Tuesday 12 June 2012

Under the Linden Trees
Walking in Alsergrund

June air is filled with
the sweet fragrance of linden blossoms

when walking
under linden trees

across one of the courtyards
of the University Campus
in Alsergrund
9th District

Linden or Lime Tree?
"Lime is an altered form of Middle English lind, in the 16th century also line, from Old English feminine lind or linde, Proto-Germanic *lendā, cognate to Latin lentus "flexible" and Sanskrit latā "liana". Within Germanic languages, English lithe, German lind "lenient, yielding" are from the same root.

Linden was originally the adjective, "made from lime-wood" (equivalent to "wooden"), from the late 16th century "linden" was also used as a noun, probably influenced by translations of German romance, as an adoption of Linden, the plural of German Linde. Neither the name nor the tree is related to the citrus fruit called "lime" (Citrus aurantifolia, family Rutaceae). Another widely-used common name used in North America is basswood, derived from bast, the name for the inner bark. In the US, the name "lime" is used only for the citrus tree. Teil is an old name for the lime tree."
(Source: Wikipedia)

Photographed 7 June 2011
© by Merisi


  1. These trees have beautiful little flowers - your first photo says "summer!"

  2. Thanks for the lesson in linguistics. Such a fascinating field.
    Do love linden trees.

  3. Emile,
    I agree, "Midsummer"! ;-)

    Next to my parents' house, there grew two very old Linden trees. On june evenings, my bedroom was filled with the fragrance of linden blossoms. I remember my mother singing "Am Brunnen vor dem Tore", a song from Franz Schubert's "Winter Journey". Clicking on the fountain will lead you to Hermann Prey singing that song, "Der Lindenbaum". I was lucky enough to hear Hermann Prey sing it during a concert in Rome. Unforgettable evening.

    The original Text is by Wilhelm Müller; here is an English translation by Walter A. Aue:

    The Linden Tree

    At wellside, past the ramparts,
    there stands a linden tree.
    While sleeping in its shadow,
    sweet dreams it sent to me.

    Click on this link,
    The Linden Tree, translated dby Walter A. Aue,
    for the full text.

    I also recommend Herr Aue's extensive footnotes.
    Enjoy! :-)

  4. Ilse,
    your comment came in while I was typing the above!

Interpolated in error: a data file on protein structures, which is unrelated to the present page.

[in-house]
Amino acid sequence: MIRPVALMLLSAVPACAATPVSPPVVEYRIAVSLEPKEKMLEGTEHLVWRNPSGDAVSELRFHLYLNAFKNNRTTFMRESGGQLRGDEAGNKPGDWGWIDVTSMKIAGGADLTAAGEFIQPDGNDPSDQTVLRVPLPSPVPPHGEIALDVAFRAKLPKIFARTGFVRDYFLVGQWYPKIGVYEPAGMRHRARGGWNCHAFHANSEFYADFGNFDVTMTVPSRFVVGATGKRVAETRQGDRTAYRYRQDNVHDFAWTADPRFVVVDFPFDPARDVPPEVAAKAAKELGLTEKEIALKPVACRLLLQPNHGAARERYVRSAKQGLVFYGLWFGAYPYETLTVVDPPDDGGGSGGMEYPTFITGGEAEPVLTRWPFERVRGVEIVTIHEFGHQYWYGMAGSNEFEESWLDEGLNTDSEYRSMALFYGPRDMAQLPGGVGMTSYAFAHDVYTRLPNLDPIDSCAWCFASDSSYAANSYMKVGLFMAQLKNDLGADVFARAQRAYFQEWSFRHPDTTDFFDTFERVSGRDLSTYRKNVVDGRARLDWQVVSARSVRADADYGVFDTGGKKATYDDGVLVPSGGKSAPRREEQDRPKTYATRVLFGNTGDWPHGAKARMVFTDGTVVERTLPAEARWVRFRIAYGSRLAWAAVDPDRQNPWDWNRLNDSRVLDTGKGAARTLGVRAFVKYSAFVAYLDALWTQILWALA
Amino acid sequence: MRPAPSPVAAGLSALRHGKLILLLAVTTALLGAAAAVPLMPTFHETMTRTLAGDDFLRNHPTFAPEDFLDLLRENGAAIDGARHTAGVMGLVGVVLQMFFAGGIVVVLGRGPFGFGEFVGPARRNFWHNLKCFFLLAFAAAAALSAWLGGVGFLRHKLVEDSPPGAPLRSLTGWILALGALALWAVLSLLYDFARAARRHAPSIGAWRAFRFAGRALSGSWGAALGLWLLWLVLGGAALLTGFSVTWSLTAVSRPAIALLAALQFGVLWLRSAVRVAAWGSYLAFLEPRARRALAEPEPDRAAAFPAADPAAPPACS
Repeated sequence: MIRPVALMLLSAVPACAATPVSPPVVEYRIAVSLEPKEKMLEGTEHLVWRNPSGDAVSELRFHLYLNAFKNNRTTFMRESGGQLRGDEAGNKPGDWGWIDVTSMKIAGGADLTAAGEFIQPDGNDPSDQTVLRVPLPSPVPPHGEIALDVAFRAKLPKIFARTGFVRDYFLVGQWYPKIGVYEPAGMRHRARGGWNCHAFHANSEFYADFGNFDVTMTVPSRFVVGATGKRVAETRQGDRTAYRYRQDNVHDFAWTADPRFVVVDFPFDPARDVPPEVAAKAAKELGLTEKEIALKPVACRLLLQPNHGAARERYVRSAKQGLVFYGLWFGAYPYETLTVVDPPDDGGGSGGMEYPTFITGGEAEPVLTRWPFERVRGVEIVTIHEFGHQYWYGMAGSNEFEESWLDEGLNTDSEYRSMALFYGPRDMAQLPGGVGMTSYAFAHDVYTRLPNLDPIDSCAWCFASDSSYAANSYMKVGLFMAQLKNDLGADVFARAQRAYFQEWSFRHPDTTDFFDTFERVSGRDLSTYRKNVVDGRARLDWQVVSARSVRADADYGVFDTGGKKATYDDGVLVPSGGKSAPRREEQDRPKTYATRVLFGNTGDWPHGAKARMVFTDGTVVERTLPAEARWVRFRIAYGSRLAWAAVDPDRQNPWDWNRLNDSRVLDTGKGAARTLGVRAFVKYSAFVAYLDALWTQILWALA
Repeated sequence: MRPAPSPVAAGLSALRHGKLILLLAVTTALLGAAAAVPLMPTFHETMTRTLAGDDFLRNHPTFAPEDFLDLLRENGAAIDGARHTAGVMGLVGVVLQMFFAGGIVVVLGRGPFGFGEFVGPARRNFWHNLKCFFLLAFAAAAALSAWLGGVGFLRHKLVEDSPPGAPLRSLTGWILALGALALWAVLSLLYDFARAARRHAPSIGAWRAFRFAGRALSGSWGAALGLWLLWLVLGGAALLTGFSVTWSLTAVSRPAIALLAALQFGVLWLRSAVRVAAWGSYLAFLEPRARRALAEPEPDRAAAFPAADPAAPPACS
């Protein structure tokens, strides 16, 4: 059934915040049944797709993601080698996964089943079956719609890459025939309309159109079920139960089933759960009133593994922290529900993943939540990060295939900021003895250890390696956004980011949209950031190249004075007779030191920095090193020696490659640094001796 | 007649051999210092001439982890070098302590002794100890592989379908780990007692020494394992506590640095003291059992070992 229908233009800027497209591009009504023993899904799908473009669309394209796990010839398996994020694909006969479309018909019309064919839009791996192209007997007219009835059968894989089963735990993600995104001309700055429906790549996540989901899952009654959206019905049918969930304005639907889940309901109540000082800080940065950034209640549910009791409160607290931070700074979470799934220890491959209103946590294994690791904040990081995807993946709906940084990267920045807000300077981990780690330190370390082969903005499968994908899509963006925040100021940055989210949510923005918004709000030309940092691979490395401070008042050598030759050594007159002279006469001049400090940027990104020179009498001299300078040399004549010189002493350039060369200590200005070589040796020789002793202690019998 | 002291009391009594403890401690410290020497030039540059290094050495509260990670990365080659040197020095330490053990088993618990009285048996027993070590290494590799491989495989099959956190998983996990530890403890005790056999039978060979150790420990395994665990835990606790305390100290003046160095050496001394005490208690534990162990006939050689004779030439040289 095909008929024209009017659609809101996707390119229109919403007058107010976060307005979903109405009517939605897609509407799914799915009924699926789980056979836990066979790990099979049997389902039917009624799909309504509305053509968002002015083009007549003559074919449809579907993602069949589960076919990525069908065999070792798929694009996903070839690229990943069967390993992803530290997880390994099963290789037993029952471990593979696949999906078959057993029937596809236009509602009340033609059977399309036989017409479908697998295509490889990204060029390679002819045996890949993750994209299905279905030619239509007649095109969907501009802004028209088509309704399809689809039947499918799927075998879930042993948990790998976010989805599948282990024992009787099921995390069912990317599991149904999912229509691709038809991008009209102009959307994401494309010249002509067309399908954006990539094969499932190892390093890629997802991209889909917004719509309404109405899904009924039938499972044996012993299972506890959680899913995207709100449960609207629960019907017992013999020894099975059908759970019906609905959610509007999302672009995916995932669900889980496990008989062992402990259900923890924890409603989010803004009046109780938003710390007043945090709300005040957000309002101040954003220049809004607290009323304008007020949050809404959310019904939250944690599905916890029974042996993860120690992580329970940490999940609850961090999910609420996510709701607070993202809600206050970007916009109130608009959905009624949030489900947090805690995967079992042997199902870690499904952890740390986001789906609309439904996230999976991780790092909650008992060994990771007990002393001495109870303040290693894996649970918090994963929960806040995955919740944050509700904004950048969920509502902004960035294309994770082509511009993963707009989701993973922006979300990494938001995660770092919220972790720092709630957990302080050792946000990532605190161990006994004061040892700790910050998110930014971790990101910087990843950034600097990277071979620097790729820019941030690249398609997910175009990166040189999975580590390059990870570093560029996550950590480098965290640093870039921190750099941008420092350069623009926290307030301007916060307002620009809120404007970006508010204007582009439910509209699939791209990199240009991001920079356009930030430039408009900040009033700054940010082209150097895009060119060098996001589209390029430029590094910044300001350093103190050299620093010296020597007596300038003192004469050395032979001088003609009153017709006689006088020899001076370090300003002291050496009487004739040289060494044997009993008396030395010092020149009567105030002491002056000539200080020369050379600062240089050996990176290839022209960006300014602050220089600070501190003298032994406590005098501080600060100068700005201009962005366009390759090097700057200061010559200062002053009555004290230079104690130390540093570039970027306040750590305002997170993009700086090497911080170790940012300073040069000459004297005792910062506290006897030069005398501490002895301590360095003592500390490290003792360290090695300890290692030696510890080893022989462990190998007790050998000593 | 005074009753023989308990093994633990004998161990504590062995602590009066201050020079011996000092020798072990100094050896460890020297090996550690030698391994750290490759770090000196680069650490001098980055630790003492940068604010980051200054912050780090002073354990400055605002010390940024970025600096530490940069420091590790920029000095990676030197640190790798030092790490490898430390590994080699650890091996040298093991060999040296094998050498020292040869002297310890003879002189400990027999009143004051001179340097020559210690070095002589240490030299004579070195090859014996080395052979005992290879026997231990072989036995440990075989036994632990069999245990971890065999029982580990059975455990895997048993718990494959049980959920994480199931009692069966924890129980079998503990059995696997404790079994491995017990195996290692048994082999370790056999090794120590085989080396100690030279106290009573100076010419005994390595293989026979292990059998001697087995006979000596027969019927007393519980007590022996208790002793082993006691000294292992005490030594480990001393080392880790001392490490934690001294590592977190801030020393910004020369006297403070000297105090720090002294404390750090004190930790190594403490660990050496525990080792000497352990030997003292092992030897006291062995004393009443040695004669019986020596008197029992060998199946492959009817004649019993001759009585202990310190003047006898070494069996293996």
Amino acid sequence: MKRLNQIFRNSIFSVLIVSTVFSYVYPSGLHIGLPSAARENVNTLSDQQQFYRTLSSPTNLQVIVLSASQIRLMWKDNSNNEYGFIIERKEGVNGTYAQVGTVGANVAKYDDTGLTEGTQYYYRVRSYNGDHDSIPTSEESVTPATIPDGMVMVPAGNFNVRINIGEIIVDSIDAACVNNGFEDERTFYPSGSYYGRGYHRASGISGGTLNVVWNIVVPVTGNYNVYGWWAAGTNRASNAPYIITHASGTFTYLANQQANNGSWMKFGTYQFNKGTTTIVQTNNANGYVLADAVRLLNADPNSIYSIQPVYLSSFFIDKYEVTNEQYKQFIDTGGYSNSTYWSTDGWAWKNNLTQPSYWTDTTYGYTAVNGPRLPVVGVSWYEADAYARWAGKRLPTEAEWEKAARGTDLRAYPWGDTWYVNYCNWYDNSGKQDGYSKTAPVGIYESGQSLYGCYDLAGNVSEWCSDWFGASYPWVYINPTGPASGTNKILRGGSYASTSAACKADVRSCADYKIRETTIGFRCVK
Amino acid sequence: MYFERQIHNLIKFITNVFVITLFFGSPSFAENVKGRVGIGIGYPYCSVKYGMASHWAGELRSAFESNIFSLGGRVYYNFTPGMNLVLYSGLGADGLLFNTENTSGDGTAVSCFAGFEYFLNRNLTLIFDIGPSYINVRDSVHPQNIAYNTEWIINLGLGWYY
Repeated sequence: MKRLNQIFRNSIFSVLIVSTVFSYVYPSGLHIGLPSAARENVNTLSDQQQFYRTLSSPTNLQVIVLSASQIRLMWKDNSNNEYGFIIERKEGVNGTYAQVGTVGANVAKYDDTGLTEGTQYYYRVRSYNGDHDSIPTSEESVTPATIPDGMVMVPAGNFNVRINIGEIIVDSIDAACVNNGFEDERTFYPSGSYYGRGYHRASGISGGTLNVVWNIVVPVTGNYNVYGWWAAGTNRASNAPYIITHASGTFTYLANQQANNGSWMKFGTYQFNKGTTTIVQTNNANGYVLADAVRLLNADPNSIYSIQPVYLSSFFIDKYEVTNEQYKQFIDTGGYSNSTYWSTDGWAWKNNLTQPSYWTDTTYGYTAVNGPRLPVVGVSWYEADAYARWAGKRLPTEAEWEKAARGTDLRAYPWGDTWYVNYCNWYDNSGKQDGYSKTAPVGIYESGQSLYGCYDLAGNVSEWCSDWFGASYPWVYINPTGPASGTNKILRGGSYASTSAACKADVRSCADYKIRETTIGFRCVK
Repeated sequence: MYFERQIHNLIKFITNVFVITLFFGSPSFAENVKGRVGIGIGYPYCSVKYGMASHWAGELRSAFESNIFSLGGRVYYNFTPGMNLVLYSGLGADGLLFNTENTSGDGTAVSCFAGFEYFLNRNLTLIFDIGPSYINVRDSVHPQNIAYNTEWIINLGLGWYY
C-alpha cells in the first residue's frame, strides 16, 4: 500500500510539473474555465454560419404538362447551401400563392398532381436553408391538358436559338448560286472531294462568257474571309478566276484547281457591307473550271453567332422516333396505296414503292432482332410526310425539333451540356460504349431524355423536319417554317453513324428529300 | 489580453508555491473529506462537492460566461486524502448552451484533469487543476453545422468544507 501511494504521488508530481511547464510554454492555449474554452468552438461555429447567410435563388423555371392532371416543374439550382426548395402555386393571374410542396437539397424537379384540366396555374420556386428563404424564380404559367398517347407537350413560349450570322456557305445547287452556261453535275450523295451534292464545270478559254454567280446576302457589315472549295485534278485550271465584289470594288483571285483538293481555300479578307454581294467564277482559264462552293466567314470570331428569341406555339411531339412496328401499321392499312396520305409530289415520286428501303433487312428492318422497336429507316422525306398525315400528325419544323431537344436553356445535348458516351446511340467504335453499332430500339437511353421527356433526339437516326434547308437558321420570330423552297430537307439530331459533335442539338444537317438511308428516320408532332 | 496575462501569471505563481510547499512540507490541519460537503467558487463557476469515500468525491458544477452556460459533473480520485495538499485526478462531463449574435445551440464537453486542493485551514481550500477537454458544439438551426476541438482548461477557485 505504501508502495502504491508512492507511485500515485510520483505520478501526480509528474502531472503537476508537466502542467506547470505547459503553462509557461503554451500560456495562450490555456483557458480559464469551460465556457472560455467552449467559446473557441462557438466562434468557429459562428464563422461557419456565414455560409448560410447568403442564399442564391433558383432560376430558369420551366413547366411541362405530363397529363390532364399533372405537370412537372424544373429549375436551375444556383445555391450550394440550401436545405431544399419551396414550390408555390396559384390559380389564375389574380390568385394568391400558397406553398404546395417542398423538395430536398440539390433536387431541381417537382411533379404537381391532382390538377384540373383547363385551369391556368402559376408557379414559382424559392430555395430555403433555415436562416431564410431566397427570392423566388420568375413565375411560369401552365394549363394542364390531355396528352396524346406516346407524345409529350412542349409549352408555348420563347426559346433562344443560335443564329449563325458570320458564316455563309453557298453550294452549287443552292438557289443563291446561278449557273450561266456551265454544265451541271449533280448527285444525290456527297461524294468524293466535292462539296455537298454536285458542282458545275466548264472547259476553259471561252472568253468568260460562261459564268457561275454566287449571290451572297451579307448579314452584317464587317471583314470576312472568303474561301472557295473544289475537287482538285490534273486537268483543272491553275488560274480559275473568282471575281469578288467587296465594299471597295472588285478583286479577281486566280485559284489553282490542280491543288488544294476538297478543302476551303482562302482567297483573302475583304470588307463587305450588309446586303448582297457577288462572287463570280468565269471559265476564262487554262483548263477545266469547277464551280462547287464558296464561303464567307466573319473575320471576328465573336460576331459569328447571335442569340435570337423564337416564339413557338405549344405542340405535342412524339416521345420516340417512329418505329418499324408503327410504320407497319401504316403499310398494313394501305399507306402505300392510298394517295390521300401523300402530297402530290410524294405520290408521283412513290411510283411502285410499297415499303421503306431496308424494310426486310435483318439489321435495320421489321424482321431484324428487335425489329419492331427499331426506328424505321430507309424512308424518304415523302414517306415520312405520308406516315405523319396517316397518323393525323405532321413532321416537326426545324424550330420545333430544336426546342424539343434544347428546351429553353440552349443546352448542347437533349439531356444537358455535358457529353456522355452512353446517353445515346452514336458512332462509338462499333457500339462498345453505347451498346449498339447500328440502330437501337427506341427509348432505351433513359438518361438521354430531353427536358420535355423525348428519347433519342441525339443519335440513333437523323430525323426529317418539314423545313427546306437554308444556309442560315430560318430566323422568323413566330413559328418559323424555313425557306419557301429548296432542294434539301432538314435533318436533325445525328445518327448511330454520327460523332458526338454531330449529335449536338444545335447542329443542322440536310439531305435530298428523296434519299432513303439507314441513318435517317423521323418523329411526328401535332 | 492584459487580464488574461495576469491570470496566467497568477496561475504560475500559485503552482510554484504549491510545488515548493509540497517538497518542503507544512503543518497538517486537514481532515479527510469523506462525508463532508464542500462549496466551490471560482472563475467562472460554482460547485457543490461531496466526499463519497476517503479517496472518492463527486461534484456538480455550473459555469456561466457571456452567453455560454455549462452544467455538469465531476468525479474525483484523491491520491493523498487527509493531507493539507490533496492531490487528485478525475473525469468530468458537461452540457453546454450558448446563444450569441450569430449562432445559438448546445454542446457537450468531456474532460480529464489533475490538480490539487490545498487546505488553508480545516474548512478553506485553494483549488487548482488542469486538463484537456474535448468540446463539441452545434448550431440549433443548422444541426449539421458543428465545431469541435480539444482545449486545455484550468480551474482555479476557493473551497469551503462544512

Thank you! :-)

  5. Merisi, I am enjoying the golden glow of your photos of the marvelous linden trees.

    What beauty is sent in the light in these pictures. Thank you.

    Tonight, after sundown, NYC will have the June full moon. I hope to get out with my camera to experience that beautiful light. June moon.


  6. Anonymous16 June, 2011

    Gorgeous and sunny shots!

  7. simply idllylic...
    the light..the light!

  8. Frances,
    I tried to watch the moon last night, alas, could not see it. I hope you had a beautiful June moon night!

    thank you! :-)

    Paris Breakfast:
    The light this time of the year is fantastic, but I dare say that as long as the sky is blue, you can find brilliant light all year long. Makes up for dreary winter days. ;-)

  9. So that is a Linden tree which I thought I had not seen and then when you mention Lime I see the likeness.

  10. fascinating and very pretty. Thanks!

  11. Beautiful, sensuous picture. I can almost hear the bees buzzing. In my neck of the woods, the basswood is sometimes called 'linn.'

    1. Vicki,
      thanks for this information! I asked Google and it turns out that the American basswood is also called "American Linden" and looks very much like the European Linden tree. Both belong to the Tiliaceae family.

      "American basswood is a large and rapid-growing tree of eastern and central North America. The tree frequently has two or more trunks and vigorously sprouts from stumps as well as seed. American basswood is an important timber tree, especially in the Great Lakes States. It is the northernmost basswood species. The soft, light wood has many uses as wood products. The tree is also well known as a honey or bee-tree, and the seeds and twigs are eaten by wildlife. It is commonly planted as a shade tree in urban areas of the eastern states where it is called American linden." Source: http://www.woodworker.de/forum/basswood-t6202.html

  12. I can almost smell the trees looking at your pictures. I can only imagine Vienna this time of year. Everything looks so fresh and beautiful.

    1. Next to my parents house there stood two almost a hundred years old Linden trees.
      I can still hear the bees buzzing in the trees during the day, and the fragrance wafting in through my open bedroom window is one of my fondest childhood memories.

  13. My mother used to sing for us children this beautiful Schubert song:
    Dietrich Fischer-Diskau singing "The Linden Tree" (Schubert's Winter Journey"
    The song's in German, but the video shows English text.

    Enjoy! :-)


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